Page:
What is international law?
International law is a set of rules and norms which govern human behaviour across the borders of nation states. There are a few basic rules of international law. The major sources of international law are treaty and custom. Treaties are the agreements between nation states to abide by certain obligations and responsibilities in relation to other nationstates. Custom is the rules which have become commonplace in the intercourse of international relations and have become commonly accepted as a rule of international law. There are also some soft sources of international law such as the case law of the international court of justice. There is also the case law of the World Trade Organisation which provides guidance even though it is not binding on subsequent decisions of the World Trade Organisation dispute settlement body. There is actually an enormous range of international and although the media picture international law is that it is largely unenforceable and meaningless there are actually a lunch number of elements of international law which have a direct bearing on everyday life at least in modern developed countries. The international laws which created the International telecommunications union allows a global standard to be created for international telecommunications which means that you able to make a phone call to a foreign country also the laws which created the international postal union allow for postal services to be harmonised across the globe meaning it is possible to send a letter of overseas. Naturally there are other areas of international which are not nearly as easy to predict in the ability to enforce. For instance there was an enormous tectonic shift in the understanding of international law of self defence during the Bush administration’s negotiations with other UN member states. The United States sought to assert that international law was not applicable or at least that there was a doctrine of international law which allowed for a pre-emptive strike against Iraq because of the existence of weapons of mass destruction. Obviously the evidence for the existence of weapons of mass destruction was not supported as these weapons were never found when Iraq was invaded. this is often cited as an example of where a powerful state in the international system can simply overrun the customs and rules of international law to suit its own political purposes and seriously undermine the legitimacy of international law. It is examples like this which makes the United Nations also seem useless.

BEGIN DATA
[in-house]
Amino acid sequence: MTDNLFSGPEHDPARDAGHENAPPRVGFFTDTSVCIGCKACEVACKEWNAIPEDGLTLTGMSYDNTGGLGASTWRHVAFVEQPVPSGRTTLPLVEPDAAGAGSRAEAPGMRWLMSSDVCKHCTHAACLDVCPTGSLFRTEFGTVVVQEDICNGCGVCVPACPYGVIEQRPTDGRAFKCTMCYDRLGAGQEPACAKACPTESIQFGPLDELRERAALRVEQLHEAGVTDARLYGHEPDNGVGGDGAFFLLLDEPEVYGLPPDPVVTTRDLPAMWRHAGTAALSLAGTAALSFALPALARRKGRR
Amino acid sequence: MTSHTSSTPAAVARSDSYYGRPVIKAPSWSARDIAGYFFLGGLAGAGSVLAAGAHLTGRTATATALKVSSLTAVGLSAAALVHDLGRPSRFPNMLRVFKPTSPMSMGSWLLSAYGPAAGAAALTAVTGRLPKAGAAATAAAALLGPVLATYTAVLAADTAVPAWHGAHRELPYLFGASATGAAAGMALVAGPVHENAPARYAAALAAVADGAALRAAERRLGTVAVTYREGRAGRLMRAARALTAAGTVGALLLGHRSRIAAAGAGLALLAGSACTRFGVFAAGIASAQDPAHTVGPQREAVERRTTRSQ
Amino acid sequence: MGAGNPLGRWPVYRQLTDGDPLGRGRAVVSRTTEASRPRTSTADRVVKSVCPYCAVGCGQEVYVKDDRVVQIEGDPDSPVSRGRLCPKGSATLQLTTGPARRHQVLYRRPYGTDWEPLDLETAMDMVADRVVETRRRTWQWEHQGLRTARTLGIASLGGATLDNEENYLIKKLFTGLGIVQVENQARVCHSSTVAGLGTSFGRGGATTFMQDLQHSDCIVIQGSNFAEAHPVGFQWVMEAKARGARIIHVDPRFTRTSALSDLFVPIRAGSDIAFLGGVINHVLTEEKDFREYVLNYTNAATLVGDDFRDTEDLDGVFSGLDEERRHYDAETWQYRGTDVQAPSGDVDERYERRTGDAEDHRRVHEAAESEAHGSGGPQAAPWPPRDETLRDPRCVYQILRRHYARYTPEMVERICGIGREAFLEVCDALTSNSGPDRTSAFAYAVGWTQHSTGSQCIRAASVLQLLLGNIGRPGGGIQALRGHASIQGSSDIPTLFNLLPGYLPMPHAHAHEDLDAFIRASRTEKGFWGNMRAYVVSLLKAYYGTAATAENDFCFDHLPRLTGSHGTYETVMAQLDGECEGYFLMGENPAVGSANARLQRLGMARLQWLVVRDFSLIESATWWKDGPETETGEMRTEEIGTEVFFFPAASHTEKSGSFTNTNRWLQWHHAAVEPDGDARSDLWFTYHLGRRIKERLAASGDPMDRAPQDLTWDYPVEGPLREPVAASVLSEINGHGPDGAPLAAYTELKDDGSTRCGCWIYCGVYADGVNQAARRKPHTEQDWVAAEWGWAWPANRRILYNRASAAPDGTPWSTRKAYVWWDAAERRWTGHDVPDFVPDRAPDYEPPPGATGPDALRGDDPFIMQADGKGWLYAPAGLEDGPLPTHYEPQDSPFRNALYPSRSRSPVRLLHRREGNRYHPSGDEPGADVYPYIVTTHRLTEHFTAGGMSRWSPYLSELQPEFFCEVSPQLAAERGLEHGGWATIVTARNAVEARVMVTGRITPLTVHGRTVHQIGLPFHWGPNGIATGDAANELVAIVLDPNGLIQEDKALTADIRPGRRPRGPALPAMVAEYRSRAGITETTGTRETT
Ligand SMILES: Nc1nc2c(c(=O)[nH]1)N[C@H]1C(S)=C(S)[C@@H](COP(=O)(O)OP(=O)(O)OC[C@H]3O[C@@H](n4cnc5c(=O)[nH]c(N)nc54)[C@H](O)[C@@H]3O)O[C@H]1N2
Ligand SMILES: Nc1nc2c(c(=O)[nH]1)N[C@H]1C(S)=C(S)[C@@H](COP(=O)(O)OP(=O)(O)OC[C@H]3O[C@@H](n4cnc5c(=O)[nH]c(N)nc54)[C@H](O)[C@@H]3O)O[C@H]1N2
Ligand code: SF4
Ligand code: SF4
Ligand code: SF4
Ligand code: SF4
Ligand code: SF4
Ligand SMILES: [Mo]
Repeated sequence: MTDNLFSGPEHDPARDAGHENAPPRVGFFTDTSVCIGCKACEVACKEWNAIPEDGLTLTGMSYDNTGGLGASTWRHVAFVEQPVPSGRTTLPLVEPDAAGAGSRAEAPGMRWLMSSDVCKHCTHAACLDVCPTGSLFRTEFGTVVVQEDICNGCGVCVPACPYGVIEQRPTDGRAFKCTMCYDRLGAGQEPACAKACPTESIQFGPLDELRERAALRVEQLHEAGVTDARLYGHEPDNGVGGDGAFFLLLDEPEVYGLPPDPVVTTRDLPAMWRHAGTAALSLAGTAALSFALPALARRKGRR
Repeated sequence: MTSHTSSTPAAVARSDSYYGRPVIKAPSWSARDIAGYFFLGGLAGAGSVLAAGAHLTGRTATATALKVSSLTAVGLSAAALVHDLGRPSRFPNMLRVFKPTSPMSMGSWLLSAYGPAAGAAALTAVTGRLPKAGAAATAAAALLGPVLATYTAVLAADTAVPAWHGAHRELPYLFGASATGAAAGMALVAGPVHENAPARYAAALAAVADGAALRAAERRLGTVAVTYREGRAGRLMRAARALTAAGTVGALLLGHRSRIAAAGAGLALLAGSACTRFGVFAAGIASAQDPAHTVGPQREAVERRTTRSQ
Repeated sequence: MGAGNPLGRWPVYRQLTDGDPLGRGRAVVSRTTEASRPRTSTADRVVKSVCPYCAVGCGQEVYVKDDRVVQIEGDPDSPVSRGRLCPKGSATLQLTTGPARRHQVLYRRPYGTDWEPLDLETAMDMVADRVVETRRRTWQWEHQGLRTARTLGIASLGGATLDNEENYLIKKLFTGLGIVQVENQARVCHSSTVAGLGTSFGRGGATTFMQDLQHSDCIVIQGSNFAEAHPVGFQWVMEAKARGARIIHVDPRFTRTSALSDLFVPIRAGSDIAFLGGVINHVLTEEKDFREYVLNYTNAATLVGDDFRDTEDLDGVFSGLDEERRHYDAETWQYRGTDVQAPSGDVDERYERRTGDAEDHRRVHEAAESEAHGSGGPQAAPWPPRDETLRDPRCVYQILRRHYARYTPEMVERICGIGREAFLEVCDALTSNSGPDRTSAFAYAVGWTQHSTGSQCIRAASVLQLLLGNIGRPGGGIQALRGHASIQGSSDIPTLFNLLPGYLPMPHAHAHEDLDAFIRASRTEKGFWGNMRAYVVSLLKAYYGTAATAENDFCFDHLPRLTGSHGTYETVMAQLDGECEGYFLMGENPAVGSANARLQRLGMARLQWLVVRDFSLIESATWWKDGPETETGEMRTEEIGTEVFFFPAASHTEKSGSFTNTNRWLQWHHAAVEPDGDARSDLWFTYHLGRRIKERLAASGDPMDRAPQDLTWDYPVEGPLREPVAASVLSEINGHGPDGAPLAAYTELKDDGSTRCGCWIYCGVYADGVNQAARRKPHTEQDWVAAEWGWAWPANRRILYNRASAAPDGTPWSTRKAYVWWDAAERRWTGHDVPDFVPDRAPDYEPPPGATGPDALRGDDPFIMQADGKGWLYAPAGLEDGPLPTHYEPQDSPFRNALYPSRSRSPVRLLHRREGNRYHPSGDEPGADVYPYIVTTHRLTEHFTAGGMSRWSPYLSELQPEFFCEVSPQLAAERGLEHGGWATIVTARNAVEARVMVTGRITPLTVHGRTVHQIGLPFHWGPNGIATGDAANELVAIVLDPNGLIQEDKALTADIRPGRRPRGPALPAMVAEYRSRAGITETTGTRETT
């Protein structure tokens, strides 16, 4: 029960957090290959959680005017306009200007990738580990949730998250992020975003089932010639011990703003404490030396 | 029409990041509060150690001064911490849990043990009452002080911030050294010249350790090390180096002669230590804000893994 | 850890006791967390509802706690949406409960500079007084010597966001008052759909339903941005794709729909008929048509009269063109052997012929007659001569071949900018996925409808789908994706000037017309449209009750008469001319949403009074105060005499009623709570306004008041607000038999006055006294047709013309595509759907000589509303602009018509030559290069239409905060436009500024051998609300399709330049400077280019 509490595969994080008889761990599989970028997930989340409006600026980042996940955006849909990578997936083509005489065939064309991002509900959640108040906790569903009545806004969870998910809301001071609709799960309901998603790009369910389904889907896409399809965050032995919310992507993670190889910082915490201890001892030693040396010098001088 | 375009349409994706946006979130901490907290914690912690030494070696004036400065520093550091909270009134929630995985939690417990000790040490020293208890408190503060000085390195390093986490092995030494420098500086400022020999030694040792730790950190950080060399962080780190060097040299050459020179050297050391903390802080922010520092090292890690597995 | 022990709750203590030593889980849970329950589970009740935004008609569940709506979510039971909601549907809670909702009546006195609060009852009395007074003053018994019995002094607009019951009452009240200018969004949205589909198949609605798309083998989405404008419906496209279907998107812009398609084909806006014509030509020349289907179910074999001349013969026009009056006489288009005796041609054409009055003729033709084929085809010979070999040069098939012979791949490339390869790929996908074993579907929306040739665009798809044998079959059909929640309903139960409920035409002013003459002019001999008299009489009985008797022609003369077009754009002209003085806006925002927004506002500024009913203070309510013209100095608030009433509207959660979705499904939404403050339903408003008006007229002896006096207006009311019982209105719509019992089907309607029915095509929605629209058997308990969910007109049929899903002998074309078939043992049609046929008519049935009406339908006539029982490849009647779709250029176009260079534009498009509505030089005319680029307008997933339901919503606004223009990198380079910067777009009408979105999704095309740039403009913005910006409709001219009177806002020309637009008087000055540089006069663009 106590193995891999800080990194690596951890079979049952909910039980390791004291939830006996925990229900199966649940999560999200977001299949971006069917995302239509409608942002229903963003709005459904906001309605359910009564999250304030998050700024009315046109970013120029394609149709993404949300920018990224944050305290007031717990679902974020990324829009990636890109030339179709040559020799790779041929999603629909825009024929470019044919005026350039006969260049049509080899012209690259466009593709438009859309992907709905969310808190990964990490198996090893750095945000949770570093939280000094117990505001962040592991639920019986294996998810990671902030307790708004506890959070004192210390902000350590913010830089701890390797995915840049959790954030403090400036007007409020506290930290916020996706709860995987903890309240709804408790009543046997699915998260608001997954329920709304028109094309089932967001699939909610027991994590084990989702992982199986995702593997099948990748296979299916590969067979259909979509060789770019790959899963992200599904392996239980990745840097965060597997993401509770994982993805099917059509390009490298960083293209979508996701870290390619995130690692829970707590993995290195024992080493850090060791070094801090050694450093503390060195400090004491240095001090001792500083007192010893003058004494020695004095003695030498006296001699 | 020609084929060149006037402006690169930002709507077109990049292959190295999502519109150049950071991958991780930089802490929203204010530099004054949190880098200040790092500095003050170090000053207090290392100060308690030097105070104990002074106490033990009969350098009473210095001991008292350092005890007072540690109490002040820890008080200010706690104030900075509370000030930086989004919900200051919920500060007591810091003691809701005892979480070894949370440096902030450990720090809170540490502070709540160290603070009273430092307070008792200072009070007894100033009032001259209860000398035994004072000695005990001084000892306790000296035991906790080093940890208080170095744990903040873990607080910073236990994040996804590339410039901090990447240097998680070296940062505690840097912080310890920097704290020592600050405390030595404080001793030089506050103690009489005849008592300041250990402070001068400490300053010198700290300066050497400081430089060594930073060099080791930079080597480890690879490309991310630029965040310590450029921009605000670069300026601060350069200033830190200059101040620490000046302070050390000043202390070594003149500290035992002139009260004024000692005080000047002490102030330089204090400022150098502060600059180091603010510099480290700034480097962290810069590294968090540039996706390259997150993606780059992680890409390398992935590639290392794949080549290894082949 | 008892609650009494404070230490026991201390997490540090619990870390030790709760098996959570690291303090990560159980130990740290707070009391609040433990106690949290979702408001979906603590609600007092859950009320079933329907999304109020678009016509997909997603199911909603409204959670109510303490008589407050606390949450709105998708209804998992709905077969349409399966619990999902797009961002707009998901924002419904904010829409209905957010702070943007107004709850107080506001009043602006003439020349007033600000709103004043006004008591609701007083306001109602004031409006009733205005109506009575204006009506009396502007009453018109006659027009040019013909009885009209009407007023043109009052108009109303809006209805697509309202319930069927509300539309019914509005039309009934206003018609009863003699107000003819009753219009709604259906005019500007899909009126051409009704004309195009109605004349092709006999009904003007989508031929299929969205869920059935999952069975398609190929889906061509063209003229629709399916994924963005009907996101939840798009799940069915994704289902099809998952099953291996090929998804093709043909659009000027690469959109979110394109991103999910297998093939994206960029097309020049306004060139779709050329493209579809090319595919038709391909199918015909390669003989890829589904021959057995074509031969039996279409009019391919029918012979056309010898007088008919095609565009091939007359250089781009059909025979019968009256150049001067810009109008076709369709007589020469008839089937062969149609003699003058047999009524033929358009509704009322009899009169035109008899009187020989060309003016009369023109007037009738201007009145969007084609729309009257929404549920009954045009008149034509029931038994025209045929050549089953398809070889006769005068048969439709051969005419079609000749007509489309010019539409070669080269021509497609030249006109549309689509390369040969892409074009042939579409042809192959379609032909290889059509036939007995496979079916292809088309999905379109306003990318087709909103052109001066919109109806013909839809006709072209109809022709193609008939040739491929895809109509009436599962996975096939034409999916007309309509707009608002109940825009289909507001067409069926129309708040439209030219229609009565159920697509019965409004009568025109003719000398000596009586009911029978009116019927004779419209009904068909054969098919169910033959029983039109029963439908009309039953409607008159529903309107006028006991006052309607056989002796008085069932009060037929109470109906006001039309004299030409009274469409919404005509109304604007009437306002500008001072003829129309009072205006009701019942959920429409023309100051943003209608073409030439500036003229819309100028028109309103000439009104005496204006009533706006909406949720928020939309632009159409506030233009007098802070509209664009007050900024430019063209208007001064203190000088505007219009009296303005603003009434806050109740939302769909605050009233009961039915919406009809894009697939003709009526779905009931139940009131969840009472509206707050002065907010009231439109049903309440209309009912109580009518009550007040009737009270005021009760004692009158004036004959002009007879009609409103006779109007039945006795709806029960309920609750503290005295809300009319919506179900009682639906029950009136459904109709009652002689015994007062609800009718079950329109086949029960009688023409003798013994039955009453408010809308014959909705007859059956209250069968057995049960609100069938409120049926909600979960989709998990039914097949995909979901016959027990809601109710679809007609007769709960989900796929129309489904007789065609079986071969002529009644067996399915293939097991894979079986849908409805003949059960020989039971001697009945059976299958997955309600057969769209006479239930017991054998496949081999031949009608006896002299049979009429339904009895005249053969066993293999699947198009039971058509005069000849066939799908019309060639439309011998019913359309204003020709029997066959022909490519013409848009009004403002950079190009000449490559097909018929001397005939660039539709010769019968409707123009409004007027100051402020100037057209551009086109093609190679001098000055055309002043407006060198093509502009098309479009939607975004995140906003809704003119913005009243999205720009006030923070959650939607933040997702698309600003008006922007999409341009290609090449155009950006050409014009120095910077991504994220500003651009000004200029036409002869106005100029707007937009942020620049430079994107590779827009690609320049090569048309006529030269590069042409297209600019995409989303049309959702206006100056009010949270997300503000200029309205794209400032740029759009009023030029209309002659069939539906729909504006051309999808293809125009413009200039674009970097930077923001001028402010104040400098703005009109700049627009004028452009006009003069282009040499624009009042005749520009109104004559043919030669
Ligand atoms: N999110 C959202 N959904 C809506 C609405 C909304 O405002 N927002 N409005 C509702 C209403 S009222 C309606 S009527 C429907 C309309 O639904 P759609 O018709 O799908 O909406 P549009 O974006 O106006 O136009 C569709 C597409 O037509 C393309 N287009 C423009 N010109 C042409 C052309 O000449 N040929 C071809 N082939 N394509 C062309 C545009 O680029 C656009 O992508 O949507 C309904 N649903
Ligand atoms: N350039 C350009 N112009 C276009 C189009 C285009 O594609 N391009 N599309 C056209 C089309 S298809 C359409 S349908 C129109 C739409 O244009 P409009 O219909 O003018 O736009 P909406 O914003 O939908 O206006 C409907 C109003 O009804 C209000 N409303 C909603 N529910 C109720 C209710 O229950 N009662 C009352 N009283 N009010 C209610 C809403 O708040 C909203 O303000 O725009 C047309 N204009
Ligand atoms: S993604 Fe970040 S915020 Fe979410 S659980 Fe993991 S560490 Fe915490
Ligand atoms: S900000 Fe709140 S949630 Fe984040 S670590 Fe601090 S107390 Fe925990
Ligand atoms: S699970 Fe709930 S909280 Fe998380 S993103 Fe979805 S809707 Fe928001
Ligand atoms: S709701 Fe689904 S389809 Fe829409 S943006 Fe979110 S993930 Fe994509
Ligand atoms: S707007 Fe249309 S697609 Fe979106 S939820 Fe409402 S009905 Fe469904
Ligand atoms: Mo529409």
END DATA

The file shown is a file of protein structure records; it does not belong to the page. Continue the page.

There are also areas of international law which are applicable to international commerce and trade the rules of the World Trade Organisation govern trade between nationstates in a way that is supposed to support the movement free-trade around the world by reducing subsidies and tariffs as well as important quotas and some quarantine protections. There is also the field of private international law which relates to the way that the law of a particular countries are chosen to apply to a legal problem. The law of the sea regulates the world’s fisheries and to some extent the way in which shipping is allowed to operate in the world’s oceans. All of these aspects of international law can have a significant bearing on large commercial organisations. If you have a international legal problem you can chat to a lawyer online now or post your query to the contact form to the right, We are more than happy to hear from you.